“The Sun Sentinel is entitled to publish the information that it lawfully obtained even if that information should have been redacted from the document that was released.

    “It looks like the School Board just made a mistake and is trying to deal with its own mistake by asking that the Sun Sentinel be held in contempt,” he said. “But the School Board has absolutely no basis to make that request.”

    School district officials couldn’t be reached for comment Monday evening despite emailed requests.

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    Comments


    This is simply another gigantic screw-up by the BCSB which they are trying to lat off on another party to cover their own a**es. There were valid privacy concerns with regard to Cruz’s school background. But, the BCSB also had concerns over its own handling of Cruz’s educational needs. The redacting was therefor done for two reasons, only one of them having to do with Cruz’s interests. But, the method used to accomplish the “redaction” was flawed and could be undone, within the released document, using simple, generally available means. It was the electronic equivalent of covering portions of the document’s text with opaque Scotch tape. Now, in an effort to 1) protect itself from responsibility for privacy rights violations, with regard to Cruz and 2) stop the further dissemination of unflattering information concerning its own actions with regard to Cruz, pre-shooting, it seeks to have a media organization held in contempt of court.

    Make no mistake about the responsibility for the MSDHS shootings. Though the Shriff’s Office may have missed opportunities to complicate Cruz’s ability to carry out the shooting, the entire responsibility for it rests with the BCSB and Cruz. Cruz was the one who carried out the attack and injured and killed the people at the school. But, the BCSB was directly responsible for the lack of security there. This year, the BCSB is desperately trying to pass a bond issue to increase security at schools, including hiring armed guards. Unfortunately, they have tied a teacher raise into this issue. And, they have yet to utilize the $104 million dollars that they received in the 2014 bond issue, which was directly earmarked for school security. [http://thehill.com/opinion/education/382560-exclusive-broward-countys-100-million-failure-on-school-safety] One wonders exactly what the district is spending some $2.4 billion dollars a year on.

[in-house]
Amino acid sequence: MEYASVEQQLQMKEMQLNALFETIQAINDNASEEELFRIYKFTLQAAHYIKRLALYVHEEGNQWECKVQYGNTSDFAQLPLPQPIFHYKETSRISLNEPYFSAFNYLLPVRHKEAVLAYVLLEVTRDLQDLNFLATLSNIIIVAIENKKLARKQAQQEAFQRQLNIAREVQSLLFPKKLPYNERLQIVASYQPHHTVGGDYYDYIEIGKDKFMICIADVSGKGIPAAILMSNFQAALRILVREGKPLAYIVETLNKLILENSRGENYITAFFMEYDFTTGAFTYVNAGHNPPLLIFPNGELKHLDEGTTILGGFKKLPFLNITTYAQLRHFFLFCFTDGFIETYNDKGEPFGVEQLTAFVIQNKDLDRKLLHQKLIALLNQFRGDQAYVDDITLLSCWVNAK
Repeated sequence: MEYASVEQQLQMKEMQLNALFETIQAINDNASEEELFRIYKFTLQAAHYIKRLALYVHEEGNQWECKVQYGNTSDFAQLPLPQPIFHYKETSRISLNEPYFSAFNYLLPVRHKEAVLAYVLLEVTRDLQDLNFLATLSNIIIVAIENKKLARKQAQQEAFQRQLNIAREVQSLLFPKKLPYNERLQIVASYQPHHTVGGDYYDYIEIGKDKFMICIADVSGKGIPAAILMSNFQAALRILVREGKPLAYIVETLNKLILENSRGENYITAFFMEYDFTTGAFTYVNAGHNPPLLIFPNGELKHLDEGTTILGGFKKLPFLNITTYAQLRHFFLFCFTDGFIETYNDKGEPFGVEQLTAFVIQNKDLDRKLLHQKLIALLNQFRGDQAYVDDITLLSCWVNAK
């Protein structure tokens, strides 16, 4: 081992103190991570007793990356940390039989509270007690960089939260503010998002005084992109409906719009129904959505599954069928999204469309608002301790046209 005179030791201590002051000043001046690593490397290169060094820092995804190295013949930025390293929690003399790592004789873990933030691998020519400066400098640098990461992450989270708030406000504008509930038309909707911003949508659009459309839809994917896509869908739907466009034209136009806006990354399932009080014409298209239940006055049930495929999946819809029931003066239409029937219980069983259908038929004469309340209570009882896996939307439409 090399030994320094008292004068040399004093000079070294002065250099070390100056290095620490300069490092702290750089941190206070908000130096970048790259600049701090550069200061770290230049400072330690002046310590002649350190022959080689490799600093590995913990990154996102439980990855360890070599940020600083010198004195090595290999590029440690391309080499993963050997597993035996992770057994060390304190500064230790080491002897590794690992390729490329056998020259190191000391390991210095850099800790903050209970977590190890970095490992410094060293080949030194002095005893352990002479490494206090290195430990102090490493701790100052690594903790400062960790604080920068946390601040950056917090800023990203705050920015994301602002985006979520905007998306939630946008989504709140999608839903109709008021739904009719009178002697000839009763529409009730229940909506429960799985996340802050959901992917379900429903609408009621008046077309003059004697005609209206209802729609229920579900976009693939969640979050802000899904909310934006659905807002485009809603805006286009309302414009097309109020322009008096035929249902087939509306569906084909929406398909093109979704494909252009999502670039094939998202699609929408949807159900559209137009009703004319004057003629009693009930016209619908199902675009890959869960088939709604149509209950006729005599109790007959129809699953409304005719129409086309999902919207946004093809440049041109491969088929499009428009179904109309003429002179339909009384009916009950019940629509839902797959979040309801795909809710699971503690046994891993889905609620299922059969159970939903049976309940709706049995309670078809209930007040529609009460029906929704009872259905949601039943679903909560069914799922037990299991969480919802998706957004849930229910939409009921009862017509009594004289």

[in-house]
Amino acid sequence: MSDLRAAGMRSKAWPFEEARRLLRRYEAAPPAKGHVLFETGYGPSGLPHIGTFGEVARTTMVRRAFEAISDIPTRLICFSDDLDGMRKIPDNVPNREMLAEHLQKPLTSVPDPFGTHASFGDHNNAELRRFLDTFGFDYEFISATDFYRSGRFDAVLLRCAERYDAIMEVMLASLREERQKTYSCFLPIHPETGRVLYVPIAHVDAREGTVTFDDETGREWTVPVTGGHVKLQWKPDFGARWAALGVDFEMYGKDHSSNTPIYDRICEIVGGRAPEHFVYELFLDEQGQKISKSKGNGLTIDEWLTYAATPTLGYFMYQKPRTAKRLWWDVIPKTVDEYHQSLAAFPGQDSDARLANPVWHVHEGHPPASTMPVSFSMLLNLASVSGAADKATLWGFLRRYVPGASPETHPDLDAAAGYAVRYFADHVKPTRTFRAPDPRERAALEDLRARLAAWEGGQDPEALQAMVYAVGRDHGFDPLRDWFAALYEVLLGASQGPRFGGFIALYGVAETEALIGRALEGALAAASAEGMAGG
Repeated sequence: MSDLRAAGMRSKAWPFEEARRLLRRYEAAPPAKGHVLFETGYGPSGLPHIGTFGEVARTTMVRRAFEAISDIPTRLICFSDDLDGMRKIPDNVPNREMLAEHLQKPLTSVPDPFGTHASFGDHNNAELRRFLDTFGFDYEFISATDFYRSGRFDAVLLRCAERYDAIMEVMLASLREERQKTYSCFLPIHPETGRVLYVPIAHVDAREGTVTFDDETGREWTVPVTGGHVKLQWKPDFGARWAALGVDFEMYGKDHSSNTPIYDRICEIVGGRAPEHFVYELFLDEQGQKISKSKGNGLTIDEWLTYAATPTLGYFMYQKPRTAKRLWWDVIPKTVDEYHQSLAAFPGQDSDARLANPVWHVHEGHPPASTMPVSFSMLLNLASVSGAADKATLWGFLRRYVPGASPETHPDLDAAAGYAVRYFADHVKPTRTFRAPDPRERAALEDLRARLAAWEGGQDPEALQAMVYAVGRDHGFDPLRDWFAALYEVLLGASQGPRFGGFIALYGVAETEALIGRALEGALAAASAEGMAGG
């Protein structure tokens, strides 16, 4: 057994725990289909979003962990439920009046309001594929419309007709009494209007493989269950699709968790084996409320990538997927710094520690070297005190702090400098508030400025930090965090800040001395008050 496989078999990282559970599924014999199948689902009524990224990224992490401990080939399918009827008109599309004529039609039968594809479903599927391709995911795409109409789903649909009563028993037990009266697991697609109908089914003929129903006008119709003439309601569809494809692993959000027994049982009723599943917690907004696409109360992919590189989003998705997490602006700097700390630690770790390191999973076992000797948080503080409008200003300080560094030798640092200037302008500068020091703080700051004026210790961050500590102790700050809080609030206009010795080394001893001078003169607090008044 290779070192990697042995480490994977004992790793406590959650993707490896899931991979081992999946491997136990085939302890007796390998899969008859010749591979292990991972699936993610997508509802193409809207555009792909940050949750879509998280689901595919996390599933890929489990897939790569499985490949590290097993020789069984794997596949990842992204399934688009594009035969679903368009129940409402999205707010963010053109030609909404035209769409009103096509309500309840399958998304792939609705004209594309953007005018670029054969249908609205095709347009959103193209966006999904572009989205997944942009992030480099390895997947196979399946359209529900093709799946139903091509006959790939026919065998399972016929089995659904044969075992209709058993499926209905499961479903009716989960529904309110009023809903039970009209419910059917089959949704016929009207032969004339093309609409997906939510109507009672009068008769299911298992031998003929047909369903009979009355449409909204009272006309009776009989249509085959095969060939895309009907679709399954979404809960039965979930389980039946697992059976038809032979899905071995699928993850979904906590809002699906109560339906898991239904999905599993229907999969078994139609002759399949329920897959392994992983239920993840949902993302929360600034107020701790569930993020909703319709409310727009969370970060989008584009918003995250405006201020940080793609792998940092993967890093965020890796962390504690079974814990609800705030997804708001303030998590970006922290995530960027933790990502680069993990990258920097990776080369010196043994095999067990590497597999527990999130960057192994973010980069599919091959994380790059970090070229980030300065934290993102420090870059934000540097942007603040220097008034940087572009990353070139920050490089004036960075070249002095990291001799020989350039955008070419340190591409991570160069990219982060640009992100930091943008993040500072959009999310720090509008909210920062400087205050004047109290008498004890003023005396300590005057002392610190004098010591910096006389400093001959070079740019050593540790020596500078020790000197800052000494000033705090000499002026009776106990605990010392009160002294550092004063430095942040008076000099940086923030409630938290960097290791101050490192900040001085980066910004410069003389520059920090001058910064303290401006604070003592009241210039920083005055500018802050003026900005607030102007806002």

“They’re claiming the Sun Sentinel published information it knew was meant to remain confidential in order to protect the privacy rights of shooting suspect Nikolas Cruz.”

    “privacy rights of shooting suspect Nikolas Cruz??” The smell of desperation is rife on this one.

    If you shoot up a school and mass murder 17 people, you’ve pretty much lost your privacy concern facts leading up to the crime. Whether a newspaper or court room, the facts will become public.

    WTF is wrong with Broward County?


     
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    CaptTee | August 8, 2018 at 3:03 pm

    I am glad they asked the judge to help cover up the failure to follow the law before election day.

    I hope the people of Broward County vote out all those running for reelection this month!

    If the judge allows this cover up, then he should removed from the bench for aiding in corruption!


     
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    Gremlin1974 | August 8, 2018 at 6:36 pm

    So it would seem that they handled this document release with their usual level of confidence.

    I don’t see the difference in this and them having accidently released an unredacted copy to the paper. If they asked for the unredacted copy back they would be told to go pound sand as well.